Man, Myth, Legend – Heroes have a thousand faces

We are storytelling creatures, and of all the archetypes, the “Hero” archetype is probably the most universally known and loved across all mediums of storytelling, but it is the unique means of video games to actively construct the hero which has propelled the myth into the 21st century.

Video games are still not quite there in gaining legitimate mainstream attention and respect as an art form like film, books and other forms of literature. However, with gaming’s intake being active rather than passive, it’s placing the person in the story, you are living vicariously through the hero character, in essence you are the character, controlling them and shaping the story outcomes (depending on how linear the narrative is).


View of Toussaint backdropped with mountain - The Witcher 3, screenshot by Martyn Foster

I am a complete sucker for a really good single-player story-driven game, and most of these have well written and developed story arcs for their hero characters. Geralt of Rivia (The Witcher 3), Kratos (God of War), Ezio di Auditore (Assassin’s Creed), Nathan Drake (Uncharted), are just a few notables which spring to mind without much thought. Some video game protagonists may be more of an antihero, I think you could make that case with Joel from The Last of Us, or you’ll watch the transformation to hero status at the culmination of the story, such as with Arthur Morgan in Red Dead Redemption II, I feel. These are your modern day “heroes” which you venture out on beautifully crafted mighty and mythical journeys with.

“When Alexander saw the breadth of his domain, he wept, for there were no more worlds to conquer” (indeed, Hans) and whilst we still have a need for adventure and heroism, it seems the only worlds we have left to conquer are the virtual worlds, which provide the perfect battleground for competition, challenge, mastery and exploration. This is another reason for the popularity of video games, it gives people opportunities to do things they otherwise may lack in the real world.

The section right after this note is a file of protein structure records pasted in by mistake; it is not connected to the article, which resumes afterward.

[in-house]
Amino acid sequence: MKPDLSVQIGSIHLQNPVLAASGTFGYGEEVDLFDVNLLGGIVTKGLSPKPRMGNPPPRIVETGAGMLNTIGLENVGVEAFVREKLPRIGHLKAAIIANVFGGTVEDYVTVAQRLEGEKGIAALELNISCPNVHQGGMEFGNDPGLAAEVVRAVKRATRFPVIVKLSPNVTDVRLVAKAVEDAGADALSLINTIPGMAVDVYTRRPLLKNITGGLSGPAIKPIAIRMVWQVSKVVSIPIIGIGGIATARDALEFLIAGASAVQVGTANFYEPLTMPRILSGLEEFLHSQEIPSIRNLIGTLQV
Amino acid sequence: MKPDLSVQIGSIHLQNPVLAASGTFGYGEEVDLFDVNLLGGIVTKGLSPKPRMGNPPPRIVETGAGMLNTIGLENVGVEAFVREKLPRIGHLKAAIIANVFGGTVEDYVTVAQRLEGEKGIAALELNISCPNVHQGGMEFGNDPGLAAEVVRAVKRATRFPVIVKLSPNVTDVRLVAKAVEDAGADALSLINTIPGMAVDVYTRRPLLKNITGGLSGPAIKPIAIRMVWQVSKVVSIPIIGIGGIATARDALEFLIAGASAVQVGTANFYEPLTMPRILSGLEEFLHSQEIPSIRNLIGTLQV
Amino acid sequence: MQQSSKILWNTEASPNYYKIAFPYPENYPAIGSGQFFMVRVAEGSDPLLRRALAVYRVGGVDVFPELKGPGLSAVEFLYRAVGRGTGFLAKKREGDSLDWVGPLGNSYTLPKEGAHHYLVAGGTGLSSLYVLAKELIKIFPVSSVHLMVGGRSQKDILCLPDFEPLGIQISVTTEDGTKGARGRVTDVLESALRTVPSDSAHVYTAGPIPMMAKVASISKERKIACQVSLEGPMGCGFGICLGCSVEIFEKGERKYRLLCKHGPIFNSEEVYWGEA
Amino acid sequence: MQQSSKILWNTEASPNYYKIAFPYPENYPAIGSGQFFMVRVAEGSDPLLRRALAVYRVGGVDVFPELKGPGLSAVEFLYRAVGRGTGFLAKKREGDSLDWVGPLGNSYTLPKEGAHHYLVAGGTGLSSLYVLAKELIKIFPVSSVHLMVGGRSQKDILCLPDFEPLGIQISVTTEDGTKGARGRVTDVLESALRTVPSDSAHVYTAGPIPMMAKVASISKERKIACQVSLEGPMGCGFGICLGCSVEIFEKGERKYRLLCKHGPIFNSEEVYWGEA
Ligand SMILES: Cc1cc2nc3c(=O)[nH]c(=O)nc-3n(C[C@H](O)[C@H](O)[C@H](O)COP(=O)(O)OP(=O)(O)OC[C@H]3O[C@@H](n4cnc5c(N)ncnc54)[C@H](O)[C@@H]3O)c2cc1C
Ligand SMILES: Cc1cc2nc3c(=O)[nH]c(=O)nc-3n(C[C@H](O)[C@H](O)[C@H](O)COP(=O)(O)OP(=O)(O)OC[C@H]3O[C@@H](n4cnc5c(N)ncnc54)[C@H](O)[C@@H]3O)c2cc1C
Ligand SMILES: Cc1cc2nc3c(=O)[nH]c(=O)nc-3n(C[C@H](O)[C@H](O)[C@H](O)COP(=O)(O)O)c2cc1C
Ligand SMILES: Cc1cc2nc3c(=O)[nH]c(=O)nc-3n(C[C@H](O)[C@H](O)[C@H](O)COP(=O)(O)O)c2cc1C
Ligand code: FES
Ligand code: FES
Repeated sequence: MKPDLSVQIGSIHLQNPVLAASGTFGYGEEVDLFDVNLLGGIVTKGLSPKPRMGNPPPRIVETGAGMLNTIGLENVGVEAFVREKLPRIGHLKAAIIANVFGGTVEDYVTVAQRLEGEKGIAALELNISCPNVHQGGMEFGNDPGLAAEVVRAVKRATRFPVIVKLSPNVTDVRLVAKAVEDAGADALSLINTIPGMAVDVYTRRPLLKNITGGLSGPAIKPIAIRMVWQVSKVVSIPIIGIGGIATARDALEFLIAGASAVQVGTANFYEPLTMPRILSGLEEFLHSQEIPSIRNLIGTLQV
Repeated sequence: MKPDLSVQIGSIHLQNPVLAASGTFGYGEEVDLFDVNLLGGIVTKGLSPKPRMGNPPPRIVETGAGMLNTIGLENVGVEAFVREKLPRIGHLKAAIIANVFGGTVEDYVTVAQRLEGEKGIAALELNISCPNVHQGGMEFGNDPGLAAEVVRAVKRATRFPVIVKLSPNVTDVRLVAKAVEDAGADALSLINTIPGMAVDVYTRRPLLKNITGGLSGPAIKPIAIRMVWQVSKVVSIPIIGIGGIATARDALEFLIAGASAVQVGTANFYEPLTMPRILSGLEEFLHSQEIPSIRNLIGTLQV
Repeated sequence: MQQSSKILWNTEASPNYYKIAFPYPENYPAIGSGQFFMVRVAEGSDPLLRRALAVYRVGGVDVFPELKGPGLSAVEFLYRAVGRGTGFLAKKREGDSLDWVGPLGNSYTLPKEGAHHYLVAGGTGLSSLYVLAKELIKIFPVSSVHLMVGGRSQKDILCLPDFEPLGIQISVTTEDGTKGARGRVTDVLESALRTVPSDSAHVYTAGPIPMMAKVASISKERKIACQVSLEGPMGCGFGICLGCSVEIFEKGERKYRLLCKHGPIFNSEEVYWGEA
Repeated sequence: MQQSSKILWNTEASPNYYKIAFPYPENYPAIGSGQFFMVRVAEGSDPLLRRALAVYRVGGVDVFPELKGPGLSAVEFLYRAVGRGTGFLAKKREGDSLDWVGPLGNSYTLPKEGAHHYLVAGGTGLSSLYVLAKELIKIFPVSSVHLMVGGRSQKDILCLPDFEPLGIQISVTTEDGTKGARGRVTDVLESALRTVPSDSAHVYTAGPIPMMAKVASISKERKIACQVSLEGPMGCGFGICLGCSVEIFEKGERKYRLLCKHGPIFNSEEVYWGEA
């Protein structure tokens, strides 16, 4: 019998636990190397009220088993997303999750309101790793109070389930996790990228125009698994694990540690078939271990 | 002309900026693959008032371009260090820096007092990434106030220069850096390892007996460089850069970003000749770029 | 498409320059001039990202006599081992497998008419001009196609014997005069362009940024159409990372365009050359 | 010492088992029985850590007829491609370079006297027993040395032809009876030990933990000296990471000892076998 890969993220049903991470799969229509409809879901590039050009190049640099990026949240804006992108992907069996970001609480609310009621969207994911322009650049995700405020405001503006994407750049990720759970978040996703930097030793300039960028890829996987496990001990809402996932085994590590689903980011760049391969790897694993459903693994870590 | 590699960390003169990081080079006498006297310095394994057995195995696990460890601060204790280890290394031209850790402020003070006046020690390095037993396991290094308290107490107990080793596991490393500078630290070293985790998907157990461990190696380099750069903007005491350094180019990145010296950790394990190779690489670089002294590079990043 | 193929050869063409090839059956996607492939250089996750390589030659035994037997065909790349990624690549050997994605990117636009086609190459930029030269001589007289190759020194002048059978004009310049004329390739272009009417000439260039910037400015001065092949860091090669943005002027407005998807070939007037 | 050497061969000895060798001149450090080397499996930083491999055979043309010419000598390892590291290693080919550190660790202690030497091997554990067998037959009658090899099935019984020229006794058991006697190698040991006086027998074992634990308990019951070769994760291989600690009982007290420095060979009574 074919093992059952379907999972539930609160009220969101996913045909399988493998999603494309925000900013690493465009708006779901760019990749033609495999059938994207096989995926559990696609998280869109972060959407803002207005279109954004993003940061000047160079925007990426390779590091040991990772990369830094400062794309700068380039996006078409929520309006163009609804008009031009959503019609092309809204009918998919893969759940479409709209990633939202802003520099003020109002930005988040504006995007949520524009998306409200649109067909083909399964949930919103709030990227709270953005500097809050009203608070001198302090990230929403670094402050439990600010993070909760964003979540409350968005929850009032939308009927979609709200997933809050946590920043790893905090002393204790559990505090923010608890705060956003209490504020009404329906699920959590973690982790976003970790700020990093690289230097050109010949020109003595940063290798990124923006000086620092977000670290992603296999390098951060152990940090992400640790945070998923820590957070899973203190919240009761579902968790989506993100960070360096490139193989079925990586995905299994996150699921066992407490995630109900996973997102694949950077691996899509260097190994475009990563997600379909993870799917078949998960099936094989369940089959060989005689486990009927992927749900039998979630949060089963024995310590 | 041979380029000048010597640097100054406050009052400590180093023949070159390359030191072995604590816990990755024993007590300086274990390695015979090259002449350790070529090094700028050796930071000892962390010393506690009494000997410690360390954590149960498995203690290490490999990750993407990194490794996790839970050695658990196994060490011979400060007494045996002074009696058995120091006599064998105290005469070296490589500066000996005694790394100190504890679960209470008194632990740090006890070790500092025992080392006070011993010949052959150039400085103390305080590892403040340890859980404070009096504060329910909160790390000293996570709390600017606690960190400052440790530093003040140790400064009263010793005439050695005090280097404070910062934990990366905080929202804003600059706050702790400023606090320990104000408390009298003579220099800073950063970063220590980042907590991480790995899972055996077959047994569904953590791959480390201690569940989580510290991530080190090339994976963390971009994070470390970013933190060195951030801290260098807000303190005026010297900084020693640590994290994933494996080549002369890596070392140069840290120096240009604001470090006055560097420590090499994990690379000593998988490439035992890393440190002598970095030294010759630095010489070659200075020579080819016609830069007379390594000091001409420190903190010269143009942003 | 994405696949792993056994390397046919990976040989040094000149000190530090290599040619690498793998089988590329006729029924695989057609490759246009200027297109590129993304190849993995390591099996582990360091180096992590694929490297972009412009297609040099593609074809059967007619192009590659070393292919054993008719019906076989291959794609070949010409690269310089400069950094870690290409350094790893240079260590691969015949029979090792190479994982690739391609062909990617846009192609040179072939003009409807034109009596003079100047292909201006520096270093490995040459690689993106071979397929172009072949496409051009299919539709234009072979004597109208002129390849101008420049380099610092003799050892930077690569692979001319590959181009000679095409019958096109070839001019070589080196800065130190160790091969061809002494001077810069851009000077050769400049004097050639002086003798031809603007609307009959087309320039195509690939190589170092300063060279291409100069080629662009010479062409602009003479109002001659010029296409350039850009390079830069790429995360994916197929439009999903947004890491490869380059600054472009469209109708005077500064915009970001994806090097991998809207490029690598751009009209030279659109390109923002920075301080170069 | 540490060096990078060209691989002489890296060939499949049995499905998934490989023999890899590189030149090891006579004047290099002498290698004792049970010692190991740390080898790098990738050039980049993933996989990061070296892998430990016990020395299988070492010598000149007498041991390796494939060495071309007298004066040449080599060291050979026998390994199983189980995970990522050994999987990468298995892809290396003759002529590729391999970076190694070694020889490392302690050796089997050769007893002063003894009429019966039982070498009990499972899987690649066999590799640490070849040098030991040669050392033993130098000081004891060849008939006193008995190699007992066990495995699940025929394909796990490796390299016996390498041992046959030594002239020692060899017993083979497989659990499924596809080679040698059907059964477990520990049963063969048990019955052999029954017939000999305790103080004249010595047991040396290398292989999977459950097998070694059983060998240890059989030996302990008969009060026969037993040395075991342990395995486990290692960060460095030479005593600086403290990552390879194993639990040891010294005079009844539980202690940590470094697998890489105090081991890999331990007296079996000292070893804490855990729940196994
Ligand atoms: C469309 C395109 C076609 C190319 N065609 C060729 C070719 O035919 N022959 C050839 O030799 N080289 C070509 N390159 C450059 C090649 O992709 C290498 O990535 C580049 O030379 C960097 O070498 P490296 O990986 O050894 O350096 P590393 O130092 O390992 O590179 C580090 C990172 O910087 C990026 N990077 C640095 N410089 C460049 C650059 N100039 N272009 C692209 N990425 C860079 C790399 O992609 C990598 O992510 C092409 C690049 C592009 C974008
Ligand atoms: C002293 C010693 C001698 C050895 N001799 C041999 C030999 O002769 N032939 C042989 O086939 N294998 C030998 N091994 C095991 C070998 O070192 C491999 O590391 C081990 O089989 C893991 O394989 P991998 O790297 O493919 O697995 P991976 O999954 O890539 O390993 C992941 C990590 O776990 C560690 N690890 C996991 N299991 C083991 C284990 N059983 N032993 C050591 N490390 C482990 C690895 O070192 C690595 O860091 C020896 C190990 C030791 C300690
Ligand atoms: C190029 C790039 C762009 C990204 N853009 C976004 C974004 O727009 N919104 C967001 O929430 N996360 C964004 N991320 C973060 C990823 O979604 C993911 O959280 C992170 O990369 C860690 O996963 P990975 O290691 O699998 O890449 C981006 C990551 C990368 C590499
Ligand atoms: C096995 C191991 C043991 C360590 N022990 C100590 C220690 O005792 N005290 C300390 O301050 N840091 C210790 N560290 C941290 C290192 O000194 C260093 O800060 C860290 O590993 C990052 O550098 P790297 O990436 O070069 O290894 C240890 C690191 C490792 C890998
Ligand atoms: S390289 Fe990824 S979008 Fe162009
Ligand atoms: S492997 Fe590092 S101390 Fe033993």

Bayek scaling The Pyramids of Giza at sunset, Assassin's Creed: Origins, screenshot by Martyn Foster

One of the main drawcards for me to the Assassin’s Creed series has been the way they have woven in mythology (and history) into their storylines. ‘Brotherhood’ had elements of Roman mythology, ‘Origins’ was sun-soaked in Egyptian lore and ‘Odyssey’ was swimming in Greek mythos, which led to a pretty immersive and fantastical experience. To me, this is a great example of utilising new technologies to introduce a new audience to “ye olde” stories.

Such a resurgence in exploring mythological themes and archetypal characters began in the 20th century thanks largely to the works of Joseph Campbell and Carl Jung. Mythological language speaks more in terms of metaphors and symbols about the potentialities for human beings transcending across time and space…Yes, but in English please, Martyn. Okay, the organisation of images and narratives into the possible new versions of old universally fundamental stories.

Joseph Campbell's "The Hero's Journey" - Stages Simplified

Joseph Campbell’s articulation of the circular nature of the hero myth as outlined in “The Hero with a Thousand Faces”, provided many artists with inspiration and the tools to seek the mysteries of being from within, including a certain George Lucas who made a little series of films called “Star Wars”, don’t know if you’ve heard of them.

So, may the force be with you and remember that even though you’re staying home, you can still have an adventure and be a hero!

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